• Federal Circuit Says Software Is Still Patentable
  • November 17, 2008 | Author: Christopher J. Rourk
  • Law Firm: Jackson Walker L.L.P. - Dallas Office
  • The United States Court of Appeals for the Federal Circuit has just issued its much anticipated en banc opinion for In re Bilski (Bilski), which generally affirms the patentability of certain software-implemented inventions and holds that the correct test for determining whether a claimed invention covers patentable subject matter is the "machine-or-transformation" test, relying on Gottschalk v. Benson, 409 U.S. 63 (1972) (Benson). Bilski partially overrules State Street Bank & Trust Co. v. Signature Financial Group, 149 F.3d 1368 (Fed. Cir. 1998), in particular, the holding in State Street Bank that the test for whether an invention is patentable subject matter is whether the invention creates "a useful, concrete, and tangible result."

    In its place, Bilski adopts a variant of the "machine-or-transformation test" of Benson, holding that subject matter is patentable if (1) it is tied to a particular machine or apparatus or (2) it transforms a particular article into a different state or thing.

    While rejecting a categorical prohibition on software patents, Bilski leaves unanswered questions regarding precisely what constitutes a patentable software-implemented process. In dicta, Bilski states that "a claim that purportedly lacks any 'physical steps' but is still tied to a machine or achieves an eligible transformation passes muster under ยง 101," allowing that software operating on a computer can be patentable subject matter, but further states that claims that would wholly pre-empt all uses of a "fundamental principle" (defined in footnote 5 of the slip opinion as meaning "laws of nature, natural phenomena, and abstract ideas") are not. Thus, claims drawn solely to a "fundamental principle" are not patentable subject matter even if they involve a machine or transformation, while a claim involving a "fundamental principle" that uses a particular machine or apparatus but that would not pre-empt other uses of the "fundamental principle" is patentable subject matter. In re Bilski acknowledged that this is a hard line to draw.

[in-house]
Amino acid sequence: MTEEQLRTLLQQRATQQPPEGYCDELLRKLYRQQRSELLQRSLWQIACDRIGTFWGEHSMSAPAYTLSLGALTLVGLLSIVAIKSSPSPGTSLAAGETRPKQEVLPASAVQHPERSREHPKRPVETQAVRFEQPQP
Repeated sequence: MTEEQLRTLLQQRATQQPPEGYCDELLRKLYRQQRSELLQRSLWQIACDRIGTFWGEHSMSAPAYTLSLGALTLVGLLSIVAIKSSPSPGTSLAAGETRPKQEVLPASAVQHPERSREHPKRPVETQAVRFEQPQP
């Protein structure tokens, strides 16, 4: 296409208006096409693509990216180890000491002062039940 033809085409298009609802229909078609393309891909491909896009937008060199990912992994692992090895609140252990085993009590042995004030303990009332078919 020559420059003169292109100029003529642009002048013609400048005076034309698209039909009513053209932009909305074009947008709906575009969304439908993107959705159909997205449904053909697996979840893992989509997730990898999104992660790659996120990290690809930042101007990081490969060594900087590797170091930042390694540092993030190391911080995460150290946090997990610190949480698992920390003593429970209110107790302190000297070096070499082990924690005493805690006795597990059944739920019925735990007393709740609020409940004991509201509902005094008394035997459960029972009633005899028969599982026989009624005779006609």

Although Bilski confirms that software is generally patentable subject matter, the specific requirements for protecting software-implemented inventions are still uncertain. The decision of whether to file for patent protection on software-implemented inventions is not subject to as much uncertainty. Barring an unlikely radical change in the law by the Supreme Court, companies should not hesitate to seek patent protection for their software-implemented inventions.

    Further, while Bilski does not exclude software-implemented inventions from falling within the scope of patentable subject matter, it may still result in the invalidation of a large number of claims in pending applications and issued patents, such as ones that are drawn to inventions that do not meet the "machine-or-transformation" test. It is advisable to review important patent applications and patents to determine whether they require modification, such as by amending any pending claims or by filing a continuation or a reissue application, respectively. Asserted claims in pending litigation must also be analyzed in light of Bilski.